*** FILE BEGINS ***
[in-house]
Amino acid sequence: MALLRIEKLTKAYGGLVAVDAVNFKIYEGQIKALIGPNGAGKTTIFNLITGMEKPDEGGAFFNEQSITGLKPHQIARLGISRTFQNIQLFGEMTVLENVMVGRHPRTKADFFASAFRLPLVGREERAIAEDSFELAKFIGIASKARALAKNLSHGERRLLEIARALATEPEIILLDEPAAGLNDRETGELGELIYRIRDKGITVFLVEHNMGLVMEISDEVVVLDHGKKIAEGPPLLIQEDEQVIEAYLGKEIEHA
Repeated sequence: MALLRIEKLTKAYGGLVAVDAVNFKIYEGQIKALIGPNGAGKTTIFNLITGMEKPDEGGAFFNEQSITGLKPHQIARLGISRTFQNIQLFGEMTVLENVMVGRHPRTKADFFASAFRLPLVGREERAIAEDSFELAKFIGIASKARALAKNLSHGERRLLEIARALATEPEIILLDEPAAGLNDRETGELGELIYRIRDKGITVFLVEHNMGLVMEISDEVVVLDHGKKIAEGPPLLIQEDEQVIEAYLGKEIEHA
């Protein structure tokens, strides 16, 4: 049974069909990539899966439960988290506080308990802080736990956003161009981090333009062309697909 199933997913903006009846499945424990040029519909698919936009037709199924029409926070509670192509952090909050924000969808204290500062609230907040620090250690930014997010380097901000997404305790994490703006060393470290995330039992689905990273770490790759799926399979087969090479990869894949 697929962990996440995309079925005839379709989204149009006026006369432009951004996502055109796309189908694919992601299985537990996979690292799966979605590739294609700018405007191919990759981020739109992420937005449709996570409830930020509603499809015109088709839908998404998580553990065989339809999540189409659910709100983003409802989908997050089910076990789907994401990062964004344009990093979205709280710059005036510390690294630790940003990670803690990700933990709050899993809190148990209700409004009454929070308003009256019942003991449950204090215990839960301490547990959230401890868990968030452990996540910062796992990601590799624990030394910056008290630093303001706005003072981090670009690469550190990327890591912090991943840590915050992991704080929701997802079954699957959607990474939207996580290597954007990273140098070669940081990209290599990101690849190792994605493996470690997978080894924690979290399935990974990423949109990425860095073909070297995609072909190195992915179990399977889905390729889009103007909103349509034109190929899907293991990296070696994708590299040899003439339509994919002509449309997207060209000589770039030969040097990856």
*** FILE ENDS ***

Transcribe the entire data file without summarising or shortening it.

[in-house]
Amino acid sequence: MALLRIEKLTKAYGGLVAVDAVNFKIYEGQIKALIGPNGAGKTTIFNLITGMEKPDEGGAFFNEQSITGLKPHQIARLGISRTFQNIQLFGEMTVLENVMVGRHPRTKADFFASAFRLPLVGREERAIAEDSFELAKFIGIASKARALAKNLSHGERRLLEIARALATEPEIILLDEPAAGLNDRETGELGELIYRIRDKGITVFLVEHNMGLVMEISDEVVVLDHGKKIAEGPPLLIQEDEQVIEAYLGKEIEHA
Repeated sequence: MALLRIEKLTKAYGGLVAVDAVNFKIYEGQIKALIGPNGAGKTTIFNLITGMEKPDEGGAFFNEQSITGLKPHQIARLGISRTFQNIQLFGEMTVLENVMVGRHPRTKADFFASAFRLPLVGREERAIAEDSFELAKFIGIASKARALAKNLSHGERRLLEIARALATEPEIILLDEPAAGLNDRETGELGELIYRIRDKGITVFLVEHNMGLVMEISDEVVVLDHGKKIAEGPPLLIQEDEQVIEAYLGKEIEHA
């Protein structure tokens, strides 16, 4: 049974069909990539899966439960988290506080308990802080736990956003161009981090333009062309697909 199933997913903006009846499945424990040029519909698919936009037709199924029409926070509670192509952090909050924000969808204290500062609230907040620090250690930014997010380097901000997404305790994490703006060393470290995330039992689905990273770490790759799926399979087969090479990869894949 697929962990996440995309079925005839379709989204149009006026006369432009951004996502055109796309189908694919992601299985537990996979690292799966979605590739294609700018405007191919990759981020739109992420937005449709996570409830930020509603499809015109088709839908998404998580553990065989339809999540189409659910709100983003409802989908997050089910076990789907994401990062964004344009990093979205709280710059005036510390690294630790940003990670803690990700933990709050899993809190148990209700409004009454929070308003009256019942003991449950204090215990839960301490547990959230401890868990968030452990996540910062796992990601590799624990030394910056008290630093303001706005003072981090670009690469550190990327890591912090991943840590915050992991704080929701997802079954699957959607990474939207996580290597954007990273140098070669940081990209290599990101690849190792994605493996470690997978080894924690979290399935990974990423949109990425860095073909070297995609072909190195992915179990399977889905390729889009103007909103349509034109190929899907293991990296070696994708590299040899003439339509994919002509449309997207060209000589770039030969040097990856």